The following is information on the major agencies involved in immigration services in the United States. To learn more about which agency may be involved in your case, call and schedule a consultation with a DC immigration lawyer today.
An immigration lawyer is available to assist you in acquiring a visa, becoming a lawful permanent resident, or other immigration related issues that can have an impact on your life. Call today to learn more.
United States Citizenship and Immigration Services (USCIS)
USCIS is the organization that grants applications like family petitions, employer-based petitions, work authorization, Temporary Protected Status, VAWA and U visas, and other affirmative benefits. If your case is denied in front of USCIS, you may be referred to the immigration court afterwards.
Executive Office for Immigration Review (EOIR)
The second major player is the immigration courts, or the Executive Office for Immigration Review (EOIR), which is within the Department of Justice. When you’re in front of an immigration court, there will basically be three parties involved; one is the immigration judge, two is the respondent, which is the immigrant, and their attorney (if they have one). The final party will be the Department of Homeland Security attorney, who is basically the prosecuting attorney who is trying to deport the individual.
Immigration and Customs Enforcement (ICE)
There are also other parties like ICE, which is Immigration and Customs Enforcement, and the U.S. Border Patrol, which is another division of ICE. Among others, these organizations are in charge of actually monitoring the movement of undocumented individuals within the United States and at the border, and they’re the people that actually have the authority to arrest you.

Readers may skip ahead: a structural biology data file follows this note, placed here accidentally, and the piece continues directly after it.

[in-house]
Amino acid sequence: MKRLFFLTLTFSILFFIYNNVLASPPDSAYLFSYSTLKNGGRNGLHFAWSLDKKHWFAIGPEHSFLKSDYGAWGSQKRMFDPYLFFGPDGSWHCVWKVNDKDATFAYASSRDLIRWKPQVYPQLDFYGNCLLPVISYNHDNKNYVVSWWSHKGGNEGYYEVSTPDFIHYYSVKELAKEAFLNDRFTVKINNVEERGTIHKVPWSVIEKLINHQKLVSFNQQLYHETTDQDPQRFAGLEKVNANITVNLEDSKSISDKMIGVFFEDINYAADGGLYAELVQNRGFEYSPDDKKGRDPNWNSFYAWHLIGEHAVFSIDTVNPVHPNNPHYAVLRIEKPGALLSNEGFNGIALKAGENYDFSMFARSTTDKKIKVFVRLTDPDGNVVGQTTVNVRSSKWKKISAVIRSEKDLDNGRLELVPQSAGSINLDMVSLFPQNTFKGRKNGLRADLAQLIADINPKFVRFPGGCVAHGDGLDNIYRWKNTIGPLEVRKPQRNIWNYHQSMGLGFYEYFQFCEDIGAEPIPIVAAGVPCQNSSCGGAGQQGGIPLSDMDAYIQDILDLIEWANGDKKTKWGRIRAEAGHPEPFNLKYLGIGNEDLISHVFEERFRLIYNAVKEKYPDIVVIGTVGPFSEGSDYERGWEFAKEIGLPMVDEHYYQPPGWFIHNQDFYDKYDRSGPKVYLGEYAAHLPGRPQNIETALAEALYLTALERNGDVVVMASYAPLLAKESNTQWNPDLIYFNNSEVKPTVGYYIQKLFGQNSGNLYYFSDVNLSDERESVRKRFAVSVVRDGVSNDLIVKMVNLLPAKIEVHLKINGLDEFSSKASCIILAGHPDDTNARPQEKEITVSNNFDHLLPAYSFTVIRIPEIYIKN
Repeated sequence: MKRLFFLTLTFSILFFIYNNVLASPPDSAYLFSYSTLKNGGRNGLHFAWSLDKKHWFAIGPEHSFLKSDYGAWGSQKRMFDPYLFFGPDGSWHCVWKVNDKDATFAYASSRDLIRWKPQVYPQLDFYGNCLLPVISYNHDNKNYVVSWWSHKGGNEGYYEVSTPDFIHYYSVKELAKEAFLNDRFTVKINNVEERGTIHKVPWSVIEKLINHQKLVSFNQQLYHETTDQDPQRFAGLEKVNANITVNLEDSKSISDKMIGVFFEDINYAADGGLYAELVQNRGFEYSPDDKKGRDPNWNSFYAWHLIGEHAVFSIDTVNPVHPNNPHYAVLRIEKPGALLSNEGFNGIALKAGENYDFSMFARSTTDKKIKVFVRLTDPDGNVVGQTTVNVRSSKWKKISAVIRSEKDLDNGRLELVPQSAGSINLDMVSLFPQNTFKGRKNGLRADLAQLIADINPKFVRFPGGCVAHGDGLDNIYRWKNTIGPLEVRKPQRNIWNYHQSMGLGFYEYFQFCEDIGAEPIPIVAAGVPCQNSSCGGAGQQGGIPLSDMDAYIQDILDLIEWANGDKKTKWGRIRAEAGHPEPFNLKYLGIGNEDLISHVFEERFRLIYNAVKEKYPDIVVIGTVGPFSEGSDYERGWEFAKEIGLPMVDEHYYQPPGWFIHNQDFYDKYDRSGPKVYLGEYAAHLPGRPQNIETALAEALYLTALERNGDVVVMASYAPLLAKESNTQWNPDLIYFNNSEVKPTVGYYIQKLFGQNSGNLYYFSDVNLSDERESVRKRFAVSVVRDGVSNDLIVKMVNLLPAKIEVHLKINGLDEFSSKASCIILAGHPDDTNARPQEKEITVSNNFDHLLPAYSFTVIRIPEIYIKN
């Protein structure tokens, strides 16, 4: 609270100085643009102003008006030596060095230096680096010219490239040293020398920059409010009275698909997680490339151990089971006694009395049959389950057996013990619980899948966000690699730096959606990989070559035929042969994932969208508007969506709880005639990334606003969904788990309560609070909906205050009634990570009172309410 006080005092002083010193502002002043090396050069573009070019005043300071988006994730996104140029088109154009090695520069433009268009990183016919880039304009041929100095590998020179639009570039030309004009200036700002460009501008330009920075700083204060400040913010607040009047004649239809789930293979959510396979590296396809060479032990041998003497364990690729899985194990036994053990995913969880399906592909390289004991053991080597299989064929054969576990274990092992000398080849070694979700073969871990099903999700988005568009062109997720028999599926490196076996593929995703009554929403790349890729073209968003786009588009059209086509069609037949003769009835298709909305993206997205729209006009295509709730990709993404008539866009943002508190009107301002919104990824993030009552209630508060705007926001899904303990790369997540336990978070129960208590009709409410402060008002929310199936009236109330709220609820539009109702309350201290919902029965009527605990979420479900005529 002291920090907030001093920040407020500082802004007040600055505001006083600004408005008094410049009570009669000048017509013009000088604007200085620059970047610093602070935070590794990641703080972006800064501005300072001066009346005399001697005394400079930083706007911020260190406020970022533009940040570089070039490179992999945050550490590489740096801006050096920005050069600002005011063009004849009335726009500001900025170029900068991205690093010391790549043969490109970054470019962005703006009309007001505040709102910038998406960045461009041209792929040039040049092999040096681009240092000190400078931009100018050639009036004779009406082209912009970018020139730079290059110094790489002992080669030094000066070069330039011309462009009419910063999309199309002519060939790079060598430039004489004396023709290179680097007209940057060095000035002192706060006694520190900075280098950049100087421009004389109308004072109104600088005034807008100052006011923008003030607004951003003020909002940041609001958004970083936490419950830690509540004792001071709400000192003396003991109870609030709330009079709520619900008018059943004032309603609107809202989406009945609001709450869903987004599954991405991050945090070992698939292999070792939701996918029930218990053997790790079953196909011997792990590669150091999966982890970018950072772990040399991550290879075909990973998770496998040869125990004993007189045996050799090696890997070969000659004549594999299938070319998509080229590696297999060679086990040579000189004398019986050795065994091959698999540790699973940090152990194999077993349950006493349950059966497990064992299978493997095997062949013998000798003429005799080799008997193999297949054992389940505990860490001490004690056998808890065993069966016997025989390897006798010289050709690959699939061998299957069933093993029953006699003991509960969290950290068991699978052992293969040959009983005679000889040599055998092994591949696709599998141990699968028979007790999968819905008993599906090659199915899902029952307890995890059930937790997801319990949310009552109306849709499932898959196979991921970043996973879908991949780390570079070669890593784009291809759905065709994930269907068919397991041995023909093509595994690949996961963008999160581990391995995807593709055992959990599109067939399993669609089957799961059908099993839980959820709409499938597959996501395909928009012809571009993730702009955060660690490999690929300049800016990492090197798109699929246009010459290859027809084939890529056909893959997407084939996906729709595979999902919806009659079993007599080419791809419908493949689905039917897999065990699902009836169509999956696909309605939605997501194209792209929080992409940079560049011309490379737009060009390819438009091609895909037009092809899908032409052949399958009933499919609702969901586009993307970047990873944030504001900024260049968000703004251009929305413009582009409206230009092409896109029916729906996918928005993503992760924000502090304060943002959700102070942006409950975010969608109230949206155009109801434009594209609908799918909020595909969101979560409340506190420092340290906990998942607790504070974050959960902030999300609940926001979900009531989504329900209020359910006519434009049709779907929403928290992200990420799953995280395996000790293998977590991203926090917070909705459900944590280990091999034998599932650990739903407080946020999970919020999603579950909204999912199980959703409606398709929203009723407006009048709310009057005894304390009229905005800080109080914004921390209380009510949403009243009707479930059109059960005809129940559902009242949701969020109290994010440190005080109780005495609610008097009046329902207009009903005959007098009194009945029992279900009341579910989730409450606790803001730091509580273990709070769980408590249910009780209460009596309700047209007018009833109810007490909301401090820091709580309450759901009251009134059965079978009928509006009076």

The National Visa Center
There are other organizations involved as well, like the National Visa Center, which is the U.S.-based organization in charge of processing applications for people who are applying for visas from abroad. Working alongside the National Visa Center are the consular posts and embassies that are located throughout the world. These foreign consular offices fall under the Department of State umbrella, and are the ones you’ll deal with if you are applying for admission to the U.S. from abroad.
Other Government Actors
There are other departments involved as well, such as the Board of Immigration Appeals, federal circuit courts, and other appellate bodies like the Administrative Appeals Office, which evaluate appeals of immigration cases. In employment-based petitions, you’ll also involve the Department of Labor and the Board of Alien Labor Certification Appeals, or BALCA, as well as the Office of the Chief Administrative Hearing Officer, or OCAHO. So, it’s quite a complicated web.
Executive Orders and Executive Actions
Right now, the most important result of Obama’s executive action is the concept of prosecutorial discretion. It does not create any kind of new status for people, but it forces ICE and government prosecutors to prioritize the people that they want to remove from the United States.
Prosecutorial Discretion can manifest itself in many ways. One way is that ICE officers are not supposed to be targeting individuals who are just here illegally, if they have extensive ties to the U.S. and a long presence here. Instead, they are supposed to be targeting people who meet other criteria like they have a serious criminal record or a history of severe immigration violations like orders of deportation.
So, that’s one way that it’s affecting a lot of people. Another way that it can come into play is if someone is actually in removal proceedings, but does not meet the criteria for a priority for removal enforcement, then you can speak or the DHS attorney on the case to try to get them to close the proceedings before the immigration judge.